Fort Lee Garrison Commander Col. Karin L. Watson talks of heroism

Fort Lee Garrison Commander Col. Karin L. Watson talks of heroism from 9/11/2001 during Friday’s Virtual Remembrance Ceremony at Liberty Chapel. 

It has been 19 years since the United States was terrorized in a series of attacks that left nearly 3,000 people dead, more than 6,000 injured and an entire country in shock.

The tears flowing in Liberty Chapel as Garrison Commander Col. Karin L. Watson spoke and chaplains led attendees through prayer and song during a short but solemn 9/11 Virtual Remembrance Ceremony last Friday seemed to show that the passage of time will not soon heal the pain of loss from that horrendous act – not now, nor at any point in the future.

Due to COVID-19, a small number of people physically attended this year’s gathering while many more watched on Facebook.

Maj. Gen. Rodney D. Fogg, CASCOM and Fort Lee commanding general, was one of those struggling a bit with the pain brought on by the 9/11 memories. He sat alongside his wife Janie during the ceremony.

“It’s just the memories of that day. It was a tough time for the nation, and we were all shocked by what happened,” Fogg explained. “I’ll never forget that I was at Fort Campbell, in my office working already. ... Everybody’s life changed.

“All of the memories of the things that occurred after that, and the memories of those people I’ve served with who gave their lives in all of the things we did afterward to protect our nation. I was just reliving all of it, and it definitely had an impact on me today.”

Memories of that infamous date in history also reflected strongly during Watson’s speech at the ceremony.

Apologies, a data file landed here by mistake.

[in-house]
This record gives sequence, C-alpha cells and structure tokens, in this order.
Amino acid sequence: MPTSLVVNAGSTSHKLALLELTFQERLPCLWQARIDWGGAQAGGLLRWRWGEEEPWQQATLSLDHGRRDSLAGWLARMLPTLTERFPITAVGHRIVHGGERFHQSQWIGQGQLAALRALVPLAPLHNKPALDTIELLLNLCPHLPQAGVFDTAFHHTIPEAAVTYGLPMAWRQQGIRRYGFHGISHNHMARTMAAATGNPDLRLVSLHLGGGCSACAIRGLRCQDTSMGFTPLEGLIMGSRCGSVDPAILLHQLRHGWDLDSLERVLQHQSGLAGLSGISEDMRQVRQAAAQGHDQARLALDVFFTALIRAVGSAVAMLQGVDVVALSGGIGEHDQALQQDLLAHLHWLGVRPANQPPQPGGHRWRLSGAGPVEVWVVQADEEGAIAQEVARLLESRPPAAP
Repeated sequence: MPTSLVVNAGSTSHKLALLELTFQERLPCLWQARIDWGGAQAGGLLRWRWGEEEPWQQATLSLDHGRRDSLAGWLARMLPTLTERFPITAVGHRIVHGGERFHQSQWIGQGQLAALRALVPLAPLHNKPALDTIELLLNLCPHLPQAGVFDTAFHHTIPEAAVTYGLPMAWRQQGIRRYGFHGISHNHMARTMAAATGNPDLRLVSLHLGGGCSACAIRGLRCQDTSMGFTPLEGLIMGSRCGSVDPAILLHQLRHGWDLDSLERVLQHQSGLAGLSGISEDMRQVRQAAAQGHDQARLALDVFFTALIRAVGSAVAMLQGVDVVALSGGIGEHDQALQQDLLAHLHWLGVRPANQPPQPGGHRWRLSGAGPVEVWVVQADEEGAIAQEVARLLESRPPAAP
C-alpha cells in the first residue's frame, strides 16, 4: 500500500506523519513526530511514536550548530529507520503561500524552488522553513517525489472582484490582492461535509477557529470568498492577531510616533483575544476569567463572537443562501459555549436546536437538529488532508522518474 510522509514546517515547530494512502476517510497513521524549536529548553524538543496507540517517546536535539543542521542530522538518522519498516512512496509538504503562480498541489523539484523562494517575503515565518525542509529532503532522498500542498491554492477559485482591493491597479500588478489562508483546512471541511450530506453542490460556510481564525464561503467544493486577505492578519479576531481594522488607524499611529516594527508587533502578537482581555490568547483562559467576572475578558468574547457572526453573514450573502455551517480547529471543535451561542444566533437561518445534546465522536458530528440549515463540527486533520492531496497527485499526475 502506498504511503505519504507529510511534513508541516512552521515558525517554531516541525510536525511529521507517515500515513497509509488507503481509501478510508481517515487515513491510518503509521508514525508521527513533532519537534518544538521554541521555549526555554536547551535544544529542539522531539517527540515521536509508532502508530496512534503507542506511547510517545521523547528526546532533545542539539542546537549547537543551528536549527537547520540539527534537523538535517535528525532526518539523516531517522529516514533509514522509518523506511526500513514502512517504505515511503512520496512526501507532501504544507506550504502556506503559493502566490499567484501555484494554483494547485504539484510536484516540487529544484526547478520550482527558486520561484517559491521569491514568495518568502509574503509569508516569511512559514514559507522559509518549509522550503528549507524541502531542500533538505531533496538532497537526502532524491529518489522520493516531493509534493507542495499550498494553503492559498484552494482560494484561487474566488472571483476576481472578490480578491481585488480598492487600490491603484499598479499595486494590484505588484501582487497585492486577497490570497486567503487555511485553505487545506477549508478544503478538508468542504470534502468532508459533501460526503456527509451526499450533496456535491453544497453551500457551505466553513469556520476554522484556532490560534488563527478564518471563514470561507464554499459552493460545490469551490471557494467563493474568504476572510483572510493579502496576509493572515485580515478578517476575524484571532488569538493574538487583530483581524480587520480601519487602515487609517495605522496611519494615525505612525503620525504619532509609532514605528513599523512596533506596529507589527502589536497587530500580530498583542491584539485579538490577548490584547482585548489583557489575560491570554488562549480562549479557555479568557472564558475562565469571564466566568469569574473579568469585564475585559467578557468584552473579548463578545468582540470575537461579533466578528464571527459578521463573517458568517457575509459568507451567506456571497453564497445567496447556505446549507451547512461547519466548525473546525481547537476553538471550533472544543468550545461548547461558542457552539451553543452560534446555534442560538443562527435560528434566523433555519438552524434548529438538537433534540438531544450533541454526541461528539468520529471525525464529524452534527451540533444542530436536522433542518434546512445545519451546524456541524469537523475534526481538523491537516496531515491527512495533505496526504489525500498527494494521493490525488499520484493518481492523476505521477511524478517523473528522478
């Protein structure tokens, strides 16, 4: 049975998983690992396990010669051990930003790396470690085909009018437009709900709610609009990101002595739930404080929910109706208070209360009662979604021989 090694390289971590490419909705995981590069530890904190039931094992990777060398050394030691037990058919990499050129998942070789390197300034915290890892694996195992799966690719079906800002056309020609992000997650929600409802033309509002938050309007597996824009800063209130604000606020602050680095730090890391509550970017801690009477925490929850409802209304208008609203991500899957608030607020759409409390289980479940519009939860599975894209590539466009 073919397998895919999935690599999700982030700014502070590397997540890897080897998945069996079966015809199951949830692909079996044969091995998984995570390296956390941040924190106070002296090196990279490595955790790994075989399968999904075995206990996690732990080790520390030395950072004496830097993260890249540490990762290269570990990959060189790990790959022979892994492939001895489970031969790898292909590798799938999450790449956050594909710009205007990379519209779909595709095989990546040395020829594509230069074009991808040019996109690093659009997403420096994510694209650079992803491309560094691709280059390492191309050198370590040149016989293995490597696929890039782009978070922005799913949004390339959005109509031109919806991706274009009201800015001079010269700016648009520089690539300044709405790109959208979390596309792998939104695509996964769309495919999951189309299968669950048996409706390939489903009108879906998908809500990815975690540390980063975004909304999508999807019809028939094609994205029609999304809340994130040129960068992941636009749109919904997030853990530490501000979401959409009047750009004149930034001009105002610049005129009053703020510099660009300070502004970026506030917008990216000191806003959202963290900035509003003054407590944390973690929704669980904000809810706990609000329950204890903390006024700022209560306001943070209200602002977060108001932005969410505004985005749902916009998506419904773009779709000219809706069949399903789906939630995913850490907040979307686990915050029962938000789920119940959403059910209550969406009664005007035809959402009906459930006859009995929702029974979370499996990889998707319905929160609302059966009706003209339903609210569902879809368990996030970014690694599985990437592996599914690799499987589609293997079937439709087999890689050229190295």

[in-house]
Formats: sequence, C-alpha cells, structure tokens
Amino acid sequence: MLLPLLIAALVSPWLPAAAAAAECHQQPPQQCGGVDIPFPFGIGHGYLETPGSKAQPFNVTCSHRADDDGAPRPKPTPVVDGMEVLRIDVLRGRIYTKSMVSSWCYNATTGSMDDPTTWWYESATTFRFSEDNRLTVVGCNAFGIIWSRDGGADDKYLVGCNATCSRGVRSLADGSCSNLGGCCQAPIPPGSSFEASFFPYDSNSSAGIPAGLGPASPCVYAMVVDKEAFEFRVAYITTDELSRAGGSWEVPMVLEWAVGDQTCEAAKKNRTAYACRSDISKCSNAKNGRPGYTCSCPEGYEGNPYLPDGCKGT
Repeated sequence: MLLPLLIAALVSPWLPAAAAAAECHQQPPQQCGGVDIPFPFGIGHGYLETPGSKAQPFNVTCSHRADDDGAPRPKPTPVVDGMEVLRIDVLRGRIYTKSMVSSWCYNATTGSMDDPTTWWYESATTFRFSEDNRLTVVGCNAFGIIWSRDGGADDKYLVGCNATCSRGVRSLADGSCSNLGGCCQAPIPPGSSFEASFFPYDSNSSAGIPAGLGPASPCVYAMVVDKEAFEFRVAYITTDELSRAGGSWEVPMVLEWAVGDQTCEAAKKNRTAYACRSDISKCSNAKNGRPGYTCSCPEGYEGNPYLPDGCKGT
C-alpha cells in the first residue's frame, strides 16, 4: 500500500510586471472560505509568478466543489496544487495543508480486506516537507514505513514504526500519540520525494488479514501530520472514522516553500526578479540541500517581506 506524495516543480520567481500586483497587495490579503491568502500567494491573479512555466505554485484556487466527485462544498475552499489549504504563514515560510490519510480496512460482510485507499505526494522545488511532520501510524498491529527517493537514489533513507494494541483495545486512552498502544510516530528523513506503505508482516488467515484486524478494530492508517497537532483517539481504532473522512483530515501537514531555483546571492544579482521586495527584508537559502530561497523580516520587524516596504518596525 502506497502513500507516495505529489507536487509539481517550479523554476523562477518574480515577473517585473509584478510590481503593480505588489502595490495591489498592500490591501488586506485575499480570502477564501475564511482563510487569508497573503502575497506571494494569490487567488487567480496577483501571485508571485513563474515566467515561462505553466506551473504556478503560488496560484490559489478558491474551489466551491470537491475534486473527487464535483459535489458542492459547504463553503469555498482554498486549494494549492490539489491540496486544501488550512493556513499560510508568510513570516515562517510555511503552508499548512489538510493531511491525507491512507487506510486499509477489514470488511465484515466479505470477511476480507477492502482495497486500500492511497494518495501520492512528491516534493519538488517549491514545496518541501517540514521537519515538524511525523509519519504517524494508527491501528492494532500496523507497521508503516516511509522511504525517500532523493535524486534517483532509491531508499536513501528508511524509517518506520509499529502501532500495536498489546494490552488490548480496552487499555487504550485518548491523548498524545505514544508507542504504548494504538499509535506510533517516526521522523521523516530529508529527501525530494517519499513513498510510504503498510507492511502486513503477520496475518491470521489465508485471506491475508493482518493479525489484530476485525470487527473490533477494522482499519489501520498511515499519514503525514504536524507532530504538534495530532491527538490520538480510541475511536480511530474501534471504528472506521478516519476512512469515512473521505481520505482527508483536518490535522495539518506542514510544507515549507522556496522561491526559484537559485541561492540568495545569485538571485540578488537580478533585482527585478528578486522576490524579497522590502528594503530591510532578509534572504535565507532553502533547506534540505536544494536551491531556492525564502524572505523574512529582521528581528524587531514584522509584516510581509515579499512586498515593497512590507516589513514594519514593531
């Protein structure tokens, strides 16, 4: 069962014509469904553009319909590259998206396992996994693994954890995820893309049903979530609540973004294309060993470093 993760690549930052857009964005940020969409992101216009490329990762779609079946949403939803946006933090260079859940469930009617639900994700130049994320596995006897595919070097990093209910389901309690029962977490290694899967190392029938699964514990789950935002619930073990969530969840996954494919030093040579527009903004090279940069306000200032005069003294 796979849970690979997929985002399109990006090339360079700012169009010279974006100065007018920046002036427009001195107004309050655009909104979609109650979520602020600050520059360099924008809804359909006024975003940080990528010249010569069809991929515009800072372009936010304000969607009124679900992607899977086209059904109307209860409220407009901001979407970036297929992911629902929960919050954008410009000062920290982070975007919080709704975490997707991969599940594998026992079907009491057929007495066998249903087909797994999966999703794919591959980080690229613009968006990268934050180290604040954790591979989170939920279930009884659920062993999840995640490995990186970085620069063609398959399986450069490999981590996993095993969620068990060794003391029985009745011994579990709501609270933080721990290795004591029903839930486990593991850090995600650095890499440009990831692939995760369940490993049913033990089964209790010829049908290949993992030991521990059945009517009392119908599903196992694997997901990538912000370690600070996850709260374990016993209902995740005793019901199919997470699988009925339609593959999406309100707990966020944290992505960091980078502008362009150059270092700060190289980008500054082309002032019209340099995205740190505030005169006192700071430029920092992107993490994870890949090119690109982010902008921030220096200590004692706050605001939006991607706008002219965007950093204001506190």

“(While deployed to Egypt) I remember looking on in horror at the TV screens showing the burning towers ... the Pentagon in flames ... the aircraft debris in Shanksville, Pennsylvania,” Watson recalled from the podium.

“Nonetheless, on that dreadful day, we also saw something noticeably American: ordinary people rising to meet extra-ordinary events and responding with amazing acts of courage and bravery.  I remember how we all pulled together as a country to uplift each other.  And not just that day, but in the days, the months, the years to follow.  For although it was a day of unimaginable tragedy, it was also was a day when courage, love and kindness abundantly swept through America.”

Her ensuing words reminded those watching of the heroism and unity that swept the U.S. and the world after the attacks.

“It was a day when all around the world, people stood up in solidarity. We witnessed courage in office workers who were confined on the high floors of infernal skyscrapers and called home so the final words to their families would be of comfort and love.  We heard of the heroism in passengers aboard Flight 93 who recited the 23rd Psalm, then charged the cockpit. In addition, we observed self-sacrificing determination in the Pentagon staff who made it out of the flames and smoke, and ran back in to answer cries for help. 

She concluded her speech by reminding everyone that in remembering the lives lost, the nation ensures their memory lives on “in our hearts, in our acts of kindness and in our acts of self-sacrifice.

“Not only on Patriot’s Day but really every day, let us continue to instill the pride and patriotism that is the soul of America,” Watson challenged. “We will – and must – never forget.”

Fogg agreed. “Every traumatic event, there’s things you learn, and there’s growth that occurs with it. I don’t want to forget. I don’t want there to be a time when I’m not emotionally affected by thinking about 9/11 and what occurred and the ripple effects from that attack on us. We have to go through tough times to get growth, and our nation has gotten stronger because of it.”